Teachers need to design learning so that students have a chance to check what they have learned, reinforcing their memory and understanding through retrieval practice.
What does it mean?
Unless students generate information from memory without support, they and their teachers can’t be sure they’ve learned or understood it properly. It’s all too easy to complete tasks that move information around without needing to generate any recall. This creates an illusion of learning that isn’t necessarily real, so it’s vital that students are able to self-check, exploring their schemata by recalling information independently in various forms. Arthur Shimamura (2018) suggests a simple regime: think it, say it, teach it. Each of these forces students to draw on their long-term memory.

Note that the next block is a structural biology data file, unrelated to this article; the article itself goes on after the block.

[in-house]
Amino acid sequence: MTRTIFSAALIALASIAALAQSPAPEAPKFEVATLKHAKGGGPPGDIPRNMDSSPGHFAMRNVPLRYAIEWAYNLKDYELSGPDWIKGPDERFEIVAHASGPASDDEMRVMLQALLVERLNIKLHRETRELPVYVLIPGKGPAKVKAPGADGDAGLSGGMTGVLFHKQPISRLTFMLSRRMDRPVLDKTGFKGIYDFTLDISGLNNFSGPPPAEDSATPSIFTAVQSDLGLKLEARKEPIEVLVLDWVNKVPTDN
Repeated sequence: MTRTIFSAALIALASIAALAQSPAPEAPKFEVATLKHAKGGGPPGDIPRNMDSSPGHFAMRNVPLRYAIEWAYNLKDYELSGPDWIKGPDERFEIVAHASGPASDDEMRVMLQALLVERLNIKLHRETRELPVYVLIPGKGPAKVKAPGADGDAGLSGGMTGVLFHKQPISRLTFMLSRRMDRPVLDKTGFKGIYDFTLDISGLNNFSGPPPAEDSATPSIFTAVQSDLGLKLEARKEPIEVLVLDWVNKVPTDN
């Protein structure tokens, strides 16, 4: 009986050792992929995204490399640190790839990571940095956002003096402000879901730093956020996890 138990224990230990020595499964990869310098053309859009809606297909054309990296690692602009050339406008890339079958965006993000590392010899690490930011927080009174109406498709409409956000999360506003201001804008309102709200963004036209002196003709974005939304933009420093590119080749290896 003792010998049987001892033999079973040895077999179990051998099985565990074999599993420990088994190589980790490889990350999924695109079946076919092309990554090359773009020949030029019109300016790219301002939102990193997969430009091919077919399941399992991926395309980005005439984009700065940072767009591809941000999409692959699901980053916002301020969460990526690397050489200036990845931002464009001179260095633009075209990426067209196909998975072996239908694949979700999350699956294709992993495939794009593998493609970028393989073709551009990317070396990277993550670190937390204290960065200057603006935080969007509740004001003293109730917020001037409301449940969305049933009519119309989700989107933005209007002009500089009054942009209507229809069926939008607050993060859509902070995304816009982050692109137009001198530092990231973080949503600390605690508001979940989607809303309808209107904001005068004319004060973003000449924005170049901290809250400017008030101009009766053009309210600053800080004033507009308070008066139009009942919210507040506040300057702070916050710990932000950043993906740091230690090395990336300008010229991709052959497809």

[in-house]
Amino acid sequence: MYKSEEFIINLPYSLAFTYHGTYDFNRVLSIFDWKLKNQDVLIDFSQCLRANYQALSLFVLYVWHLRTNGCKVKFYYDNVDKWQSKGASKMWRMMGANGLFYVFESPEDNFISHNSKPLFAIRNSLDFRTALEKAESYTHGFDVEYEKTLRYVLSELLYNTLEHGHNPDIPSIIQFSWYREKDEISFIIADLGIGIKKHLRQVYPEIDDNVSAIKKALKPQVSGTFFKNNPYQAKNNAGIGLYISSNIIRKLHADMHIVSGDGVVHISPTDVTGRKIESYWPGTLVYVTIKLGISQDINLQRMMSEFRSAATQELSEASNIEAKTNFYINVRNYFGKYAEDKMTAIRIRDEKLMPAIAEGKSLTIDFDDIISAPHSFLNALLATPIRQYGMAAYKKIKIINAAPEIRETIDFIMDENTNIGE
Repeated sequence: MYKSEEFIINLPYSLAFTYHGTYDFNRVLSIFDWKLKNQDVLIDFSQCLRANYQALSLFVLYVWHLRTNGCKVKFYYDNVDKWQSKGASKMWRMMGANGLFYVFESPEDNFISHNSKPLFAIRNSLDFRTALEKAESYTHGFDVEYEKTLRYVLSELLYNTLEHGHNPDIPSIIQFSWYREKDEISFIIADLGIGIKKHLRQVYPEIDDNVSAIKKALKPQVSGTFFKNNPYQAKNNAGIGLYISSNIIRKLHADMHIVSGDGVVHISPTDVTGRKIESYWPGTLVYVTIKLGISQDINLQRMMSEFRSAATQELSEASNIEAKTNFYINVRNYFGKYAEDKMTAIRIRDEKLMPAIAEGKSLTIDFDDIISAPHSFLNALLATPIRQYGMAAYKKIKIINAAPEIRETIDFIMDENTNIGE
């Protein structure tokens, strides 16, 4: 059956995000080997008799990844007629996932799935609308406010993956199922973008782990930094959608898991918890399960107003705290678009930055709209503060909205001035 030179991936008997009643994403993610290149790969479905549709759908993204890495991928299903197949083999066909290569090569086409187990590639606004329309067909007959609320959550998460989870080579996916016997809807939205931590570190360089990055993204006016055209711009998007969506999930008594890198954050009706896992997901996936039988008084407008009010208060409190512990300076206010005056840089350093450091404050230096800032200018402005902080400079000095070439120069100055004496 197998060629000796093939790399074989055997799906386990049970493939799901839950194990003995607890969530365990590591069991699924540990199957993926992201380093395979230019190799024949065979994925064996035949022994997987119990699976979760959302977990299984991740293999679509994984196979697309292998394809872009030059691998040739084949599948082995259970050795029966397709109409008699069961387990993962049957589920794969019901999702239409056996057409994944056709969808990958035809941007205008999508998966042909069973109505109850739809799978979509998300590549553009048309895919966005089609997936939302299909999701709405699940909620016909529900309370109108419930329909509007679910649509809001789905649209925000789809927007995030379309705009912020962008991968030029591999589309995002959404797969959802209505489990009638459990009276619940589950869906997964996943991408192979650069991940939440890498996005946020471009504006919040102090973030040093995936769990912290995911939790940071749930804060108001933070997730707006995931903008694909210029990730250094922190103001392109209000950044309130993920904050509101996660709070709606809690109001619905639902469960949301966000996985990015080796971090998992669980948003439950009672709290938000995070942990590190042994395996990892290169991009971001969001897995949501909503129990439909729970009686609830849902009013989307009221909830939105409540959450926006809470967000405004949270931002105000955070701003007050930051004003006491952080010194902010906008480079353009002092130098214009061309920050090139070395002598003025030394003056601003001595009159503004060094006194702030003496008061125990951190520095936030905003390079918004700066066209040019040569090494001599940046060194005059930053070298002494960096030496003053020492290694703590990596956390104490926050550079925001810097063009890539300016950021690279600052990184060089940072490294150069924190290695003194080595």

Teachers should plan activities that include these generative processes, and use them often. There are lots of methods, including low-stakes tests, self-quizzing, mental rehearsal, explaining to someone else, asking ‘how’ and ‘why’ to probe understanding more deeply, or performing a skill unaided. It is really anything that makes students demonstrate whether they can do something, or if they know something, and whether they can explain it.
Get your students to check their understanding by removing all support materials and then practising a skill or explaining a concept to themselves or to a partner. Use Shimamura’s ‘think it, say it, teach it’.
Want to know more?
- Shimamura A (2018) MARGE: A Whole-Brain Learning Approach for Students and Teachers. Available at: https://shimamurapubs.files.wordpress.com/2018/09/marge_shimamura.pdf (accessed 8 February 2019).
- Sumeracki M and Weinstein Y (2018) Understanding How We Learn: A Visual Guide. Abingdon: Routledge.